WIT Artistic and Executive Director Mark Chalfant: “I’m proud of the respect for the craft and community that are part of WIT’s DNA”
On March 20, WIT’s artistic and executive director Mark Chalfant celebrated his fifteenth anniversary as an employee of the organization. We took a quick trip down Memory Lane with Mark and learned about the path that led him to WIT, how WIT got to where it is today, and what Mark hopes for the future of the organization.
What was your professional life prior to WIT?
I worked through several jobs and departments at the International Monetary Fund, ending up coordinating interpretation services. Only in that last job at the IMF did I finally get to really use my degree in Russian Language and Literature.
How did you initially get involved with WIT? Had you done improv before?
A coffee-shop flyer led me to join a neighborhood theater group. Then the former artistic director of WIT (then dormant), Carole Douglis, did some workshops with that group. My first workshop with her was my first improv experience.
How did the transition to full-time artistic director come about? What was it like working for WIT in the early days? What were your biggest hurdles?
There was one core ensemble of players at one point, and all volunteered weeknights and weekends to grow WIT – trying to do more shows and teach classes, etc. But there was never enough time and we were all burning out. I was always one of the process people in the group and I was one of the first people to believe we needed to transition to having an actual staff to manage the company. It was a huge leap of faith at the time – both for the organization and for me. The big hurdles then were educating people about improv performance as a craft, and learning everything I could about how an arts non-profit is supposed to run.
When you think about WIT then and WIT now, what would you say is the biggest difference in the organization?
We really do have the strength of a huge, invested community now in a way that we did not then. The number of performers, teachers, students, audience members – it’s wonderful and is at a scale we could not really imagine back then. Plus, almost everyone has already heard of improv now, so we’re no longer starting at zero when we talk about the craft.
WIT has grown so much in the past 15 years. What are you most proud of that WIT has accomplished?
So many things. In performance, it’s the breadth of shows we’ve explored: sharp political satire, dark murder saga, abstract movement-based work. The growth and creativity of the performer community thrills me – and that only happened because of the huge advances and growth in the classes program. Shows and classes have always been our double-barreled mission. I’ve always been proud of the gender equity on WIT’s stage, now increasingly I’m becoming proud of the racial and ethnic diversity making up WIT. That is the result of a lot of diligent work from our Education team. I’m proud of the respect for the craft and community that are part of WIT’s DNA. On a personal level I’m happy for and proud of the many friendships and even couples and children that have come out of the community WIT creates.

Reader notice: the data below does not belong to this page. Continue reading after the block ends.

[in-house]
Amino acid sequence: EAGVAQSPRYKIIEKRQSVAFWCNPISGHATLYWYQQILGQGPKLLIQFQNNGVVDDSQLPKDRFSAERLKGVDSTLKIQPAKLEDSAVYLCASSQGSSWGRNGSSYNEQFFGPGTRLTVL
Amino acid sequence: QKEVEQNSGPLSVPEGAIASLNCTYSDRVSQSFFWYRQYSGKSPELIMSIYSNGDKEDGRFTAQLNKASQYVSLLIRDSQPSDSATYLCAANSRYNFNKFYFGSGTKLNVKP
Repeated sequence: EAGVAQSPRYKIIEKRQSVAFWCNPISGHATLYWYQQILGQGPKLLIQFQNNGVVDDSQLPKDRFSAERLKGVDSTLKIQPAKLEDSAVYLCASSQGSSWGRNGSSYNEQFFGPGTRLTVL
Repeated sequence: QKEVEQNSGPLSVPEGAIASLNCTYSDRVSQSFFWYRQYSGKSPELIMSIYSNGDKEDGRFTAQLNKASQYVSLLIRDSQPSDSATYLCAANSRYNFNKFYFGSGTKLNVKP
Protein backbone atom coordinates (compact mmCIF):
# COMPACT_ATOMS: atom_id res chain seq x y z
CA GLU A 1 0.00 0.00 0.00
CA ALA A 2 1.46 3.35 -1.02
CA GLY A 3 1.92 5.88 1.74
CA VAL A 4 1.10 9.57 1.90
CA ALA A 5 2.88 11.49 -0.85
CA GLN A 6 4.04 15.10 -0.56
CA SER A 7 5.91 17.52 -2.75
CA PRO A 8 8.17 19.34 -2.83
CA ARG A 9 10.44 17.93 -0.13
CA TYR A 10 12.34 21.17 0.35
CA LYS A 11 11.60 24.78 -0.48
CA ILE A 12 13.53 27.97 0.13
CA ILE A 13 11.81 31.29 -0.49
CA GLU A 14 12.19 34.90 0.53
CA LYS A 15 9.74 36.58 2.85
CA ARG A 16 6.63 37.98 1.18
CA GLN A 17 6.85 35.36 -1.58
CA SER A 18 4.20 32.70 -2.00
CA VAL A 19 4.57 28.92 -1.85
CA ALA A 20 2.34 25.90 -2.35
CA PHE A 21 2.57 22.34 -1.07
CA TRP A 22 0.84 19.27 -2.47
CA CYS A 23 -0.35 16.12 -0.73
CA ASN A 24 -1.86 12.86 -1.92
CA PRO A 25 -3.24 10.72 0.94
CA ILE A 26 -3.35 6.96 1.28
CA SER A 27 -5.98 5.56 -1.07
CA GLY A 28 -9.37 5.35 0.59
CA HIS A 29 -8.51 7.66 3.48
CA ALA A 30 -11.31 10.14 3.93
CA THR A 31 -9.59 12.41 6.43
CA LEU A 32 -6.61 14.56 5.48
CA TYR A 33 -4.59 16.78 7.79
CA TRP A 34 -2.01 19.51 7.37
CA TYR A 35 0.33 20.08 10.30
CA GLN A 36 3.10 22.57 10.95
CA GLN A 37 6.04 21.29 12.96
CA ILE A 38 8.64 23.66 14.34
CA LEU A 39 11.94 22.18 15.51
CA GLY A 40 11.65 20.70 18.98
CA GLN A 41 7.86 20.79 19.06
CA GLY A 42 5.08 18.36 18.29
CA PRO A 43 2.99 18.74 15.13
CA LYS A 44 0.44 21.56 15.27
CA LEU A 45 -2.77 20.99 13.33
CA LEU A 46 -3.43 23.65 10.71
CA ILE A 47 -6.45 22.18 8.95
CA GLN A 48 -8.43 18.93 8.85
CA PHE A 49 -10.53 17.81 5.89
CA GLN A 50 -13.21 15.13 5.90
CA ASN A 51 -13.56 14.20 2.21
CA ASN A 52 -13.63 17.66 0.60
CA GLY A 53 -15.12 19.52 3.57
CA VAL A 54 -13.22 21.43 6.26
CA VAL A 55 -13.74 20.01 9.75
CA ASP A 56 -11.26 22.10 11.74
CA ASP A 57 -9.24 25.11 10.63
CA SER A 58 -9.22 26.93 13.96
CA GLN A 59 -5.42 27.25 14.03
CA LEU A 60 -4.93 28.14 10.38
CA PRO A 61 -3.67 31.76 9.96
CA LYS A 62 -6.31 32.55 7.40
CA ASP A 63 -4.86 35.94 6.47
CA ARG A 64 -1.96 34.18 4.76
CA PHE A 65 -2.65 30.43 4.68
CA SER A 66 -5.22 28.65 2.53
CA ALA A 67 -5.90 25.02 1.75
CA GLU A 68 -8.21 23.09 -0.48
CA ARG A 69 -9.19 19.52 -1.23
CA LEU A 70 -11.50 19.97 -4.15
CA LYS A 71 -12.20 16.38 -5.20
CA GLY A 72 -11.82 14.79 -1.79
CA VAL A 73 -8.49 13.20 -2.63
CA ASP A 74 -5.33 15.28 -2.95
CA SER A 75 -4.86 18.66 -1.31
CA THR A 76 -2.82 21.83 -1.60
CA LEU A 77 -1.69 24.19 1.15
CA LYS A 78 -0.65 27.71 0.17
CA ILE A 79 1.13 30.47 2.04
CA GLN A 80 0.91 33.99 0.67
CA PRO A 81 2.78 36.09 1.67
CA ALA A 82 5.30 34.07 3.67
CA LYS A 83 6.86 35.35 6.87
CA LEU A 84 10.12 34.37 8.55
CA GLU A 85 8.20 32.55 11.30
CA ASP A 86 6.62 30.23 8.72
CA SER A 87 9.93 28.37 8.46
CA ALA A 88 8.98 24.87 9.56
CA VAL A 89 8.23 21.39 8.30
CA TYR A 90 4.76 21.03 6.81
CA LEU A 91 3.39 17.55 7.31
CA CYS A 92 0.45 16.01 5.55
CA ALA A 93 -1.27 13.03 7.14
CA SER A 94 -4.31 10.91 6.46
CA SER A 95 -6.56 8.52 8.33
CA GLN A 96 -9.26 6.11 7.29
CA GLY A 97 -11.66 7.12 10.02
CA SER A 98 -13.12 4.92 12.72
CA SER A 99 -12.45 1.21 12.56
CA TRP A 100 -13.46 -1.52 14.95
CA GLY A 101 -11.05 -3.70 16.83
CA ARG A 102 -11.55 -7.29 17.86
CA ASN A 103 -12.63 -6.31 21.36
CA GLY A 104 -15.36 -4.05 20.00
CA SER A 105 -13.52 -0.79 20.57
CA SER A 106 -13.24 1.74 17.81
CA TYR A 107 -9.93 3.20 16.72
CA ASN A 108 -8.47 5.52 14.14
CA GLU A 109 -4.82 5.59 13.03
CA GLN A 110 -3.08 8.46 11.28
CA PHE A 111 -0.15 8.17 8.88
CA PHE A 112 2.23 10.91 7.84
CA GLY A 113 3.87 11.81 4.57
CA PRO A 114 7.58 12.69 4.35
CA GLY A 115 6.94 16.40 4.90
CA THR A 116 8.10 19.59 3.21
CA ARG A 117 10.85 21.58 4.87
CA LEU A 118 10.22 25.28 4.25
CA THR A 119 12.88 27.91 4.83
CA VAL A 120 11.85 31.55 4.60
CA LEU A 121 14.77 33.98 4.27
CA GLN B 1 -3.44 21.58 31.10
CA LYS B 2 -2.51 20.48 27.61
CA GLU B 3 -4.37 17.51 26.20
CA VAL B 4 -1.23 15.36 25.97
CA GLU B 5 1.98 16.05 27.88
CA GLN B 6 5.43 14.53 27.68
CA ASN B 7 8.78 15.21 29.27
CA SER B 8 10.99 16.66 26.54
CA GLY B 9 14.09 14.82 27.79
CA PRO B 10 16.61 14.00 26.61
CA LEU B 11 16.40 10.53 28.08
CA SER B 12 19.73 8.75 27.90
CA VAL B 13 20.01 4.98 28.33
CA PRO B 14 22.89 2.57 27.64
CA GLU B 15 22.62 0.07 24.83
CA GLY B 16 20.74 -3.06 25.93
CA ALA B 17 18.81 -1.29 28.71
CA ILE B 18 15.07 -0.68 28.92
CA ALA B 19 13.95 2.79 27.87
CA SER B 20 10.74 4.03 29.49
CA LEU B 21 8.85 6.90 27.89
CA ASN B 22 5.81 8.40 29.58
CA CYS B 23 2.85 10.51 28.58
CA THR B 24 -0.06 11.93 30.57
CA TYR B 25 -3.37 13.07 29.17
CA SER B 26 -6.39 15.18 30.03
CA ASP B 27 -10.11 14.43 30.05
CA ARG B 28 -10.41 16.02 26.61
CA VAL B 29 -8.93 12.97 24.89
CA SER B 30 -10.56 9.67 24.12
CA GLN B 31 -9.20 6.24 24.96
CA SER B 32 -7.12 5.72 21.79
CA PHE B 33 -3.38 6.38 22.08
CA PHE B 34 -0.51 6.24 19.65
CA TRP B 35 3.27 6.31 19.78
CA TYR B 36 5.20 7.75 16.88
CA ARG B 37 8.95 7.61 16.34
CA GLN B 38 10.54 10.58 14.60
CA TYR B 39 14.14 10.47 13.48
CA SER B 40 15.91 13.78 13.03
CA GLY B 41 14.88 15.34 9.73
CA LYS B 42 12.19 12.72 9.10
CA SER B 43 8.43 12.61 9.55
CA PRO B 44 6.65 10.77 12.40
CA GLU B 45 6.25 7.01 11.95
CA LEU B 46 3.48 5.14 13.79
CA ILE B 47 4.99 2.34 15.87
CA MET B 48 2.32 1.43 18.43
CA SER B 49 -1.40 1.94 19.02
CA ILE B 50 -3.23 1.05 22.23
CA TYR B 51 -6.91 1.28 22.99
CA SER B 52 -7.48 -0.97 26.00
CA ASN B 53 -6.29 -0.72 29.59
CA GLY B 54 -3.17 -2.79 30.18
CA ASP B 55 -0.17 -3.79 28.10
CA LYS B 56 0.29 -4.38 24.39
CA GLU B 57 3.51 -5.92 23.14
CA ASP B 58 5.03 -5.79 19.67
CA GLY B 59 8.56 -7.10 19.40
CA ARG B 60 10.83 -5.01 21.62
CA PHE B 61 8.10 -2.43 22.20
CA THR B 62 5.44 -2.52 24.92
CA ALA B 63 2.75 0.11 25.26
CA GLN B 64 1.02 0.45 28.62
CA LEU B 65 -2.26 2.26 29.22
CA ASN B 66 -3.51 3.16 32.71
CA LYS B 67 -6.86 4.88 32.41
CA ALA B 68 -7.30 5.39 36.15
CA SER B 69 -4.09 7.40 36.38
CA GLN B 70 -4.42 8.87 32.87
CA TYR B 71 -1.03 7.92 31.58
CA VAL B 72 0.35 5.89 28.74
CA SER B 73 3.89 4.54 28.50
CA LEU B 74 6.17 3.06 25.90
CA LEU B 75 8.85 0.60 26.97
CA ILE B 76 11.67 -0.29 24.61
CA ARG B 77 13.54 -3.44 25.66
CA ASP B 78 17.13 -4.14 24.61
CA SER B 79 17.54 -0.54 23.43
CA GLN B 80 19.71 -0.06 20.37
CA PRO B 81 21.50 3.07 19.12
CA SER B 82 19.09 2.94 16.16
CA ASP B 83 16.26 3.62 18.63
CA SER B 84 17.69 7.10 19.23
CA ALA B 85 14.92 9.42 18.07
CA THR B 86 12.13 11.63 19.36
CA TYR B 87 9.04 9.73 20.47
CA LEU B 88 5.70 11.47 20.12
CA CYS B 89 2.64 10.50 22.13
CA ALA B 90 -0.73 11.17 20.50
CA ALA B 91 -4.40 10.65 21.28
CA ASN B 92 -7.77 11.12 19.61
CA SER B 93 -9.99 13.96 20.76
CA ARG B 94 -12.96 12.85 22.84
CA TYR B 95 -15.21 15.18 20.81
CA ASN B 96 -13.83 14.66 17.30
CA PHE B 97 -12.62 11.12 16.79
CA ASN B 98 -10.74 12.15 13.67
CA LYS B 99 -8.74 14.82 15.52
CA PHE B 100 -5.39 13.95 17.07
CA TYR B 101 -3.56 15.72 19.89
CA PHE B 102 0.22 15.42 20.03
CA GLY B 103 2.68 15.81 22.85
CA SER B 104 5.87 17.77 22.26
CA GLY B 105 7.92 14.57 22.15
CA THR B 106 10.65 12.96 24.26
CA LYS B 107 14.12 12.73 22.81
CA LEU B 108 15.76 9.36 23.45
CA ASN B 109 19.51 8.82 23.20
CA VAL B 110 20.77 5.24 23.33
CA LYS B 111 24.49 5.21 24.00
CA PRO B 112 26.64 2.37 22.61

What is your biggest hope for WIT in the next 15 years?
Sustainability. Part of that is securing a long-term home where we can thrive and grow our performance programming even more. We need city policies and development practices that value and proactively include the arts as an essential ingredient to vibrant city life. The other part of it has more to do with the city and our overall culture: we need DC to be more affordable for people of average means – those are our performers, students, and audience and we’ll fail if DC prices them all out. And to have a strong audience, we need live, intimate performance to remain a human experience that’s valued higher than streaming content like Netflix.
What is your most cherished WIT memory?
I was teaching a class, back in the old days when our classes were at the Universalist National Memorial Church at 16th and S NW. We were focusing on emotional statements and doing a series of two-person scenes in which each character would at some point say “I love you.” They could use whatever moment, tone, relationship they wanted. There was one student who was struggling – he kept hitting moments where his character could say it, but then he’d pause and say something else. The whole class felt the struggle he was having and when he FINALLY did it, everyone cheered. After class he seemed lighter and he confided to me that “that wasn’t a phrase we used in my family.” I had a long sobbing cry at home that night, and was really happy that our class had given him the opportunity to take a small step emotionally.
In the past 15 years, what if anything has surprised you about working for WIT?
I wear two hats as artistic and executive director. I’m always surprised by how needy the executive director stuff can be – it sometimes slows my roll as artistic director sheerly from a time/capacity standpoint.
Is there any aspect of your job or the organization that the WIT community might not be fully aware of that you’d like to tell us about?
It takes work. There’s a crackerjack staff of people who really strive to deliver WIT’s mission and there are systems and vital relationships we have set up to make it all possible.
The future is bright for the next 15 years of WIT—come to Teen Spirit: A Prom-Themed Fundraiser Bash for Washington Improv Theater on May 10 to keep WIT growing and going strong.